Airlines’ flight operations teams are also pathological liars in the customer facing communications they generate. I recently was flying to my home airport (Newark) after spending a week at a conference. United 441 was supposed to leave SFO at 5pm Pacific Time. It was being served by an aircraft that was supposed to leave Newark for SFO at noon Eastern Time. By 3pm ET the aircraft still hadn’t departed. (It was one of the specially configured “PS” airplanes, so the odds were low to non-existent that the airline would replace it with a different aircraft.) Regardless of that, a check of 441’s status at mid-day showed that it would still leave on time – over one hour before the arriving aircraft would even get to SFO. It wasn’t till 2:15pm PT that United indicated 441 would be “delayed awaiting aircraft.” Nay-sayers might claim that this is not a lie – not an action by a person but just rather how the computers are set to work. Discounting for a moment that such a problem could/should have been fixed years ago, it also doesn’t hold up to scrutiny. At 2pm PT the expected arrival time of the incoming aircraft was 6:15pm. At 2:15pm PT the first delay notice was sent – indicating a new departure time 6:29pm. Really? A 757 would land, deplane, be cleaned and catered, boarded and take off in 14 minutes? Anyone who’s ever taken a commercial flight knows the person (not a computer) sending that message was lying through their teeth. Rather than post a realistic new time of departure the airline’s operations team feels it will ease the impact if they lie about a late aircraft and just increase the delay every few minutes. See below for a picture of the ensuing notices. And just to be sure people don’t assume this is a just a United problem, next to it are similar notices from a friend flying Delta just today.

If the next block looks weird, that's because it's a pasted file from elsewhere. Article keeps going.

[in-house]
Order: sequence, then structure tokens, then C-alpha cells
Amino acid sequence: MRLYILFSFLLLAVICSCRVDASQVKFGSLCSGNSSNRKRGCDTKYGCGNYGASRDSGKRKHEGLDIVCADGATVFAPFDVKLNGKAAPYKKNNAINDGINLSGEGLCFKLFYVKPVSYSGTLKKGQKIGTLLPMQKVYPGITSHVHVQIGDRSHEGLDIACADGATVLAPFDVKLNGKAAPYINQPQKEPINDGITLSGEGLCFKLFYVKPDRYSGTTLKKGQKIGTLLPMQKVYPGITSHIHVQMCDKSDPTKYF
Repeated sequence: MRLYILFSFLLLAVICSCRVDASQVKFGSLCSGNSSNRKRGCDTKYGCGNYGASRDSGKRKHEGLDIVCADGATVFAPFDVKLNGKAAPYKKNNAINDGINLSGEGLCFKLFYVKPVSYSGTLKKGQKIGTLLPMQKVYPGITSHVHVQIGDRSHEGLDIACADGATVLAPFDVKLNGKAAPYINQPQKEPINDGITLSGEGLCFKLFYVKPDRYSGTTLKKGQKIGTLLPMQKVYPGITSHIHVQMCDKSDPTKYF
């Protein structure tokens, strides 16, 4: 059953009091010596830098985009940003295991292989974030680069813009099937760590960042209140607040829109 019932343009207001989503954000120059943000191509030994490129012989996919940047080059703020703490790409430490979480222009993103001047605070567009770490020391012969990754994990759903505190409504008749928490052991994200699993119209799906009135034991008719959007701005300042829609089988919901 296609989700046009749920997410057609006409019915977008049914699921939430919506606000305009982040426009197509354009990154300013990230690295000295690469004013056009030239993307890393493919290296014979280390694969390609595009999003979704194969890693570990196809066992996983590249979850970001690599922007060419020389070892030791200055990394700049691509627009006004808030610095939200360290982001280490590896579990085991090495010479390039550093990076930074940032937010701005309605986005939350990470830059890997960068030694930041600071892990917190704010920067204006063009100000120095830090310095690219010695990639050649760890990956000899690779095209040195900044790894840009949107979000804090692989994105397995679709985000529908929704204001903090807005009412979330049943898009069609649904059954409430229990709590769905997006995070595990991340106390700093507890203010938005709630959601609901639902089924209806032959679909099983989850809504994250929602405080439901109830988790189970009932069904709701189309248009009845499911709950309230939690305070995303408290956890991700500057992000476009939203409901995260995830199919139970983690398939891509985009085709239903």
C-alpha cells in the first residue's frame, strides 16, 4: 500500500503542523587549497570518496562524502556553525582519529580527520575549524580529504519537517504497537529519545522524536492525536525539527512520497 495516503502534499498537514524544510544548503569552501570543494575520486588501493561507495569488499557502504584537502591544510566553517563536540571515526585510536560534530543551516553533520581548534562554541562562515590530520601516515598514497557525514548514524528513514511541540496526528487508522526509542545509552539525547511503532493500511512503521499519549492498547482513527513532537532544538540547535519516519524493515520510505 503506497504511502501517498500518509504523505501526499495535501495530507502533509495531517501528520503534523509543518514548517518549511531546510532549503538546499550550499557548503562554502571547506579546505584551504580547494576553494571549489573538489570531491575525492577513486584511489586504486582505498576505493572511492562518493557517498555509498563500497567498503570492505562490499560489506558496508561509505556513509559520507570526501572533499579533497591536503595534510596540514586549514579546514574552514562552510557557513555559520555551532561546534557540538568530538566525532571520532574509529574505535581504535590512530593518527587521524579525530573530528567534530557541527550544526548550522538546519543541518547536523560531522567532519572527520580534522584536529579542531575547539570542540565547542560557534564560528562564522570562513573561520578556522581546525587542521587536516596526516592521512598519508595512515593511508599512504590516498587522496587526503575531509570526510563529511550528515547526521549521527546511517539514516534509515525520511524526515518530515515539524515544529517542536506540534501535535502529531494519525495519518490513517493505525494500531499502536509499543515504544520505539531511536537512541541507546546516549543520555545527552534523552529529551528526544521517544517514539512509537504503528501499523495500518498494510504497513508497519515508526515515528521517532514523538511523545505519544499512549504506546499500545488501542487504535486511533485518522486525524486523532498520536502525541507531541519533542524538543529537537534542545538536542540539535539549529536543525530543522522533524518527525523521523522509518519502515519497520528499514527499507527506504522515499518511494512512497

The most likely reason airline management condones the lying is because they do it themselves at every turn. They tell you the skies are “friendly” while they remove nearly all customer benefits. They tell you “our customers have asked for XXXX” as a justification to do whatever they want, implementing policies and processes that no airline customer in their right mind would ever ask for. In addition, they play bait and switch with fares at every opportunity. ‘We have an itinerary for you for $300’ but when you try to book it, ‘awwww, you just missed – it’s now $365.’ Or, they have a special zone fare companion certificate for you – ‘buy a standard roundtrip at a set fare and take a companion along free…’